- Proposed academic research topic AND seven (7) examples of scholarly source materials for your term paper (including at least 3 peer-reviewed articles). Your research paper topic is of your choosing and should connect the content of your internship with the content of your concentration (and not necessarily what you did during your internship experience).
- Work commitment (including minimal weekly time commitment and total hours on-site)
- An updated, 1-page resume
- Consent & Release Form
- all necessary signatures and contact information
You can refer to this Sample Proposal for ideas and inspiration
- Send your completed proposal to your faculty advisor and on-site supervisor for discussion and approval (and signatures).
- If you have an out-of-town internship, you can email your proposal to your on-site supervisor and ask him/her to email Angela Mazur-Gray with the statement: "I have read (your name's) internship proposal; and I agree to supervise (your name) and complete an internship evaluation."
- Bring the completed and signed, hard-copy (or emailed) proposal to Angela in Symons Hall room 0216.
- Angela will collate everything for final review
- If and when your proposal is approved by ENSP, Angela will place you into ENSP386 for three (3) credits and send you an email confirmation (you will not add the course yourself).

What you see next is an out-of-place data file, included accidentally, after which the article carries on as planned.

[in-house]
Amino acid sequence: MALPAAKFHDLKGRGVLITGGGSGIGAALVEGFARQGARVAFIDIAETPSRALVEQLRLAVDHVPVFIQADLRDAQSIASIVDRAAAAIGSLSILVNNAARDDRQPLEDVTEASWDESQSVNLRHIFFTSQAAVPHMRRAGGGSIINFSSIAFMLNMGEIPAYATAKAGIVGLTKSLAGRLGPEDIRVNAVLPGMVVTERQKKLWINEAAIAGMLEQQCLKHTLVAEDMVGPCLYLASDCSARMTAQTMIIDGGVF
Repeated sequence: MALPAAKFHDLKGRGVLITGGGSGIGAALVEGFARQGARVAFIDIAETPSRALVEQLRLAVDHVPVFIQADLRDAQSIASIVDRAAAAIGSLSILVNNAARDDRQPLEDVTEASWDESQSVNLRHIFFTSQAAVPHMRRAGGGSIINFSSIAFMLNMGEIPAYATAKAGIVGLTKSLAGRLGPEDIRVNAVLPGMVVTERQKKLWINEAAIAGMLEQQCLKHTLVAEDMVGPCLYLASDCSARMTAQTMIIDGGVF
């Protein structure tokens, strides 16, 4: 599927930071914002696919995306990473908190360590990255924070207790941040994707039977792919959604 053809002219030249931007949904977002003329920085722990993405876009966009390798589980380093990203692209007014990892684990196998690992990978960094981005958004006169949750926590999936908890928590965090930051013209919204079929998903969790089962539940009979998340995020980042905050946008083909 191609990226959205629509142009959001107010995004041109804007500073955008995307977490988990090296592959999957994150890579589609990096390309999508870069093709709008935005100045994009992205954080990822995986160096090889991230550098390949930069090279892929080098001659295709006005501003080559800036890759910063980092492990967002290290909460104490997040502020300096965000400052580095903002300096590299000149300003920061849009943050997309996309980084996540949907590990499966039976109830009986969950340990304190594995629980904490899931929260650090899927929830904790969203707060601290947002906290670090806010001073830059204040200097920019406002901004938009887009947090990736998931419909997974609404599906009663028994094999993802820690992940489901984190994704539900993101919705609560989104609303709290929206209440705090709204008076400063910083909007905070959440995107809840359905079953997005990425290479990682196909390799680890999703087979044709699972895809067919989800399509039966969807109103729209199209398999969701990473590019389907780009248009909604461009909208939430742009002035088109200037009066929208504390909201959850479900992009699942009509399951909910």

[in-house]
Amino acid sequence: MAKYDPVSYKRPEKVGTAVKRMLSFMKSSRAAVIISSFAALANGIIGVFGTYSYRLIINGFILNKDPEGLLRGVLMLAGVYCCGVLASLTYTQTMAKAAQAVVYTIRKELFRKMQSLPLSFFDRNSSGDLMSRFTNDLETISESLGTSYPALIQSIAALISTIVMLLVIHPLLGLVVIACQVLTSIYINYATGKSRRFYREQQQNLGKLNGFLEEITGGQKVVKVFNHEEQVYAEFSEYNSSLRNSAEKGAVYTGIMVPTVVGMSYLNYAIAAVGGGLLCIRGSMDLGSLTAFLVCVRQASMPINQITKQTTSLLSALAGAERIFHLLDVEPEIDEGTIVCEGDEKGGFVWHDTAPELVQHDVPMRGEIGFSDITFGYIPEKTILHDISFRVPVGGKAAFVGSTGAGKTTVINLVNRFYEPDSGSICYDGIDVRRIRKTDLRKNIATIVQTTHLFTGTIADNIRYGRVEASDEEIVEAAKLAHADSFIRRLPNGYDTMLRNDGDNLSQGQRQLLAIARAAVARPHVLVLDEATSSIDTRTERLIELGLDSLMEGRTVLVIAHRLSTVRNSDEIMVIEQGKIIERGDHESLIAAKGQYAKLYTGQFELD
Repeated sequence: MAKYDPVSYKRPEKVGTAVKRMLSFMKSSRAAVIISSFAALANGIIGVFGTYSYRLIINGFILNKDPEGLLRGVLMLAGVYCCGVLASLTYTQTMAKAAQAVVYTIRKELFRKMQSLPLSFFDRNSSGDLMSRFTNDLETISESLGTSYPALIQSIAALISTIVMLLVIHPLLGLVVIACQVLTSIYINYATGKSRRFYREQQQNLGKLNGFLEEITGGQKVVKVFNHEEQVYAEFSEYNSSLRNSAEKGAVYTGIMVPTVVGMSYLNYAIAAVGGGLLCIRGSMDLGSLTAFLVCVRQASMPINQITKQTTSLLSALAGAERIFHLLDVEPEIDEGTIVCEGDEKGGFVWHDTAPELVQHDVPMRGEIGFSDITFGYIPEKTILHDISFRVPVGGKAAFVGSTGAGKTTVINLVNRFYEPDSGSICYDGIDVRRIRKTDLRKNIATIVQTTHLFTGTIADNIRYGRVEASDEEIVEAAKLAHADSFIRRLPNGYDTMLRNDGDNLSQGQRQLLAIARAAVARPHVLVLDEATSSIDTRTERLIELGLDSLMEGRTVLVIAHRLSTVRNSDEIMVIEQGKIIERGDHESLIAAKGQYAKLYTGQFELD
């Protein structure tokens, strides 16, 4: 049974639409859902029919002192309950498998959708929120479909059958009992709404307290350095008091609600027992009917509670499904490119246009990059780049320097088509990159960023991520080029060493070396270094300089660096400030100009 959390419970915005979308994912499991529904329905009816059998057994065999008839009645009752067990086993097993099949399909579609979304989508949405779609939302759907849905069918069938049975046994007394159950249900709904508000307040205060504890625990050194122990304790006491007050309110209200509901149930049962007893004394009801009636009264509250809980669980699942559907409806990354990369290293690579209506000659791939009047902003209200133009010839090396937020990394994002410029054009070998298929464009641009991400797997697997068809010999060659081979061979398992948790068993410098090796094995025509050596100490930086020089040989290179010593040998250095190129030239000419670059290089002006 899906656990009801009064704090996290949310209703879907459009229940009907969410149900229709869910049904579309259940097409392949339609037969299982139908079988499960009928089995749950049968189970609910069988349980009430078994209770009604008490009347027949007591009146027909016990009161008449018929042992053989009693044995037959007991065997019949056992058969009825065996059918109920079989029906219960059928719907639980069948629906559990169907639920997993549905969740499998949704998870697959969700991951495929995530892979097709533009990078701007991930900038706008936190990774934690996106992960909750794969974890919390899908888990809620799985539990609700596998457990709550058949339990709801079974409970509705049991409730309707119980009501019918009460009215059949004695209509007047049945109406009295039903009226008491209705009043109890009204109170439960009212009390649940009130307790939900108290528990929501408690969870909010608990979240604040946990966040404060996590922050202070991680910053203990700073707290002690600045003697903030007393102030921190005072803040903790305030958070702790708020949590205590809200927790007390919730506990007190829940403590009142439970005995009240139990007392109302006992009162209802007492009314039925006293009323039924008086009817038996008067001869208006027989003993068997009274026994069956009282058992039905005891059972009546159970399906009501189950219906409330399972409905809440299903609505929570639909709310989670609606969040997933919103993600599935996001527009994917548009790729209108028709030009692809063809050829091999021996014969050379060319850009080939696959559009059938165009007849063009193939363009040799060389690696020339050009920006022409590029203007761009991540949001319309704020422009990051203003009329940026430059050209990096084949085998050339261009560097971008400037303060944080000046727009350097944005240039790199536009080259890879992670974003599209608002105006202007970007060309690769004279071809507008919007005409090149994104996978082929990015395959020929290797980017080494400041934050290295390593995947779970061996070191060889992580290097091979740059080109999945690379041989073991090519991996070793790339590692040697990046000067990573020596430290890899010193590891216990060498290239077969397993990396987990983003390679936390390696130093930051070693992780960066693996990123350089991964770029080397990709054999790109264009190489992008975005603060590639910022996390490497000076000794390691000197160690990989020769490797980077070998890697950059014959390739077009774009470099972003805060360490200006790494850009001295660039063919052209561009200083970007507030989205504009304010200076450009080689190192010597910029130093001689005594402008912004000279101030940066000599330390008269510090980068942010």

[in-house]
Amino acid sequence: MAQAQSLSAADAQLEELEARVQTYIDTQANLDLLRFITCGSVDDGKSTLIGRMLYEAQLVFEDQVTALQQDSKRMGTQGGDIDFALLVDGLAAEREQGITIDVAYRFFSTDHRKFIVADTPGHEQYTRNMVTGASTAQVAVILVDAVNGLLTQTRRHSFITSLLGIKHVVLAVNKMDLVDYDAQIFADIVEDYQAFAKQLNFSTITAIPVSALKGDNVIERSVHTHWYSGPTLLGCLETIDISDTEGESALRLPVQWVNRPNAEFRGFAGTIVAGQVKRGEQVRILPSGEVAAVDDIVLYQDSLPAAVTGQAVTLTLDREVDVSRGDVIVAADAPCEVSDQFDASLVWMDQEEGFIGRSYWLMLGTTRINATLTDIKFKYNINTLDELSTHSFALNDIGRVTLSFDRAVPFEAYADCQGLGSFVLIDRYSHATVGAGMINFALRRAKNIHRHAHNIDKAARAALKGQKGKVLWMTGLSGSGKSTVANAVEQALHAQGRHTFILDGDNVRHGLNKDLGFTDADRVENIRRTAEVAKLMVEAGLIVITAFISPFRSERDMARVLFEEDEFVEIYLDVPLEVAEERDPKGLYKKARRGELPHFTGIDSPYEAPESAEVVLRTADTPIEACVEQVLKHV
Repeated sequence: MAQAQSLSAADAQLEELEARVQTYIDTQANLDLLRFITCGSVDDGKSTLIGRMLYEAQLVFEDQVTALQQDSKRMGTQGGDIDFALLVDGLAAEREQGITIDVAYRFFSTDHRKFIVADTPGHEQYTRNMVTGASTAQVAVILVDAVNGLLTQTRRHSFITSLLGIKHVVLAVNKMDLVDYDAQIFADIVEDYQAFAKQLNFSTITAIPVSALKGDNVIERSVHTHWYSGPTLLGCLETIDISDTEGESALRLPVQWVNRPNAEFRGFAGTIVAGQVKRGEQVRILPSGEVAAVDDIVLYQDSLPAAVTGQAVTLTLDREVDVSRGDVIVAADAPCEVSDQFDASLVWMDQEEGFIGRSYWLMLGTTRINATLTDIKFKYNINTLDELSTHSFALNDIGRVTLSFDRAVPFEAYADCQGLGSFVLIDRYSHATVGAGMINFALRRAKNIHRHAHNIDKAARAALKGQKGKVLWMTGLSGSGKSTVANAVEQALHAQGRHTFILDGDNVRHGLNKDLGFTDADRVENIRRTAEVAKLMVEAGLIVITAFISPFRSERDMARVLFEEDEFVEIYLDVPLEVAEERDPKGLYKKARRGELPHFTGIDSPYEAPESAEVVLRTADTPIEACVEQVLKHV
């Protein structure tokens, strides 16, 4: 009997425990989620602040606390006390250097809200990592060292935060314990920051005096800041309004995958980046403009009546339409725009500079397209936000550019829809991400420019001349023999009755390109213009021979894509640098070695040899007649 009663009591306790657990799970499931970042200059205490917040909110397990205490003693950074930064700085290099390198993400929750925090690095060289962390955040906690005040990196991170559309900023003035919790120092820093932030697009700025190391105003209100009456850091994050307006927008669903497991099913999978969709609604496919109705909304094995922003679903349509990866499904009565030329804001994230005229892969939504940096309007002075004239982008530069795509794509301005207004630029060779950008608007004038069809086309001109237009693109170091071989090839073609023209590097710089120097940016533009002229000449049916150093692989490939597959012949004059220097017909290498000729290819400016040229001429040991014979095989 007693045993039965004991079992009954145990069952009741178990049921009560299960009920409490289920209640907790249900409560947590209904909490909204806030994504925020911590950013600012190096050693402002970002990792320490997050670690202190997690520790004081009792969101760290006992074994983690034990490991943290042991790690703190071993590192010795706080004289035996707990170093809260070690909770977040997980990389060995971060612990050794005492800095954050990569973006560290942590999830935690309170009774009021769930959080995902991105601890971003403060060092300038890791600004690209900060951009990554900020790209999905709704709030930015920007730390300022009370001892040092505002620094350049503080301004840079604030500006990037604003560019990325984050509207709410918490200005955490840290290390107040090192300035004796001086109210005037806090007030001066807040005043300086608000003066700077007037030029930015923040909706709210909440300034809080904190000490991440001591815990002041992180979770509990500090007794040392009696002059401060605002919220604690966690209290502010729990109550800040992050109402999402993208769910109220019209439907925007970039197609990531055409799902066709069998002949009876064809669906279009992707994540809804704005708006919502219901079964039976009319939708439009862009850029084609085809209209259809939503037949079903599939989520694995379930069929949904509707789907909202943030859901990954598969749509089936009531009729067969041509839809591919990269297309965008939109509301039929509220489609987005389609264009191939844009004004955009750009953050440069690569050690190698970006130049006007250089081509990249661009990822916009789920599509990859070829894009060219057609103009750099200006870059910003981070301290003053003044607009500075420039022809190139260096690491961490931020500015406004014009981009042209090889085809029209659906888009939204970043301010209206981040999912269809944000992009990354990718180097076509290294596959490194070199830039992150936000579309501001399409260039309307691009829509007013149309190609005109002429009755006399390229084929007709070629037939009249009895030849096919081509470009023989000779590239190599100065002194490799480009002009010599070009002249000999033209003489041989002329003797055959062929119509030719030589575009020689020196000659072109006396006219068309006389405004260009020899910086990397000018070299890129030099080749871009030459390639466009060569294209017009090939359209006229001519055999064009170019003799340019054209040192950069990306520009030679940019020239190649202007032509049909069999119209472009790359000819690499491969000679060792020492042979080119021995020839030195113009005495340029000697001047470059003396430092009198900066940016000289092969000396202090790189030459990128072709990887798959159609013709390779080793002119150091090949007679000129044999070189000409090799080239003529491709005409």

Remember: ENSP386 is not an actual "course." Students earn credit by completing their internship activity, by meeting at least 3 times with their faculty advisor during the semester, and by completing all components of the Internship Packet:
- A 10-12 page academic research paper with an annotated bibliography. Your research paper topic is of your choosing and should connect the content of your internship with the content of your concentration (and not necessarily what you did during your internship experience).
- A record of hours worked, i.e., your “time sheets,” with days/hours clearly marked and totaled. You need at least 120 hours on-site to earn 3 academic credits.
- A reflection journal (guidelines HERE)
- An evaluation from your site supervisor.
- A newly-updated resume that now includes your internship experience.
Your Faculty Advisor for ENSP386 may use the ENSP GRADING SHEET to assign a final grade based on the high quality of your completed Internship Portfolio. A complete packet should be submitted in hard-copy format, in a folder, and include the following documents: your research paper and supporting documentation (weekly log, personal reflections, supervisor evaluation).
Your grade in ENSP386 is based on the faculty advisor's assessment of your learning and performance in the internship.
Deadlines for submitting the complete Internship Packet to your faculty advisor:
- December 1 (if earning credit in the fall) -or-
- May 1 (if earning credit in the spring)
Be sure to write a thank-you note to your on-site supervisor!
Although not required for credit, don’t forget to add your new experience to your resume! Take advantage of the services offered by the Career Center for help in updating your resume.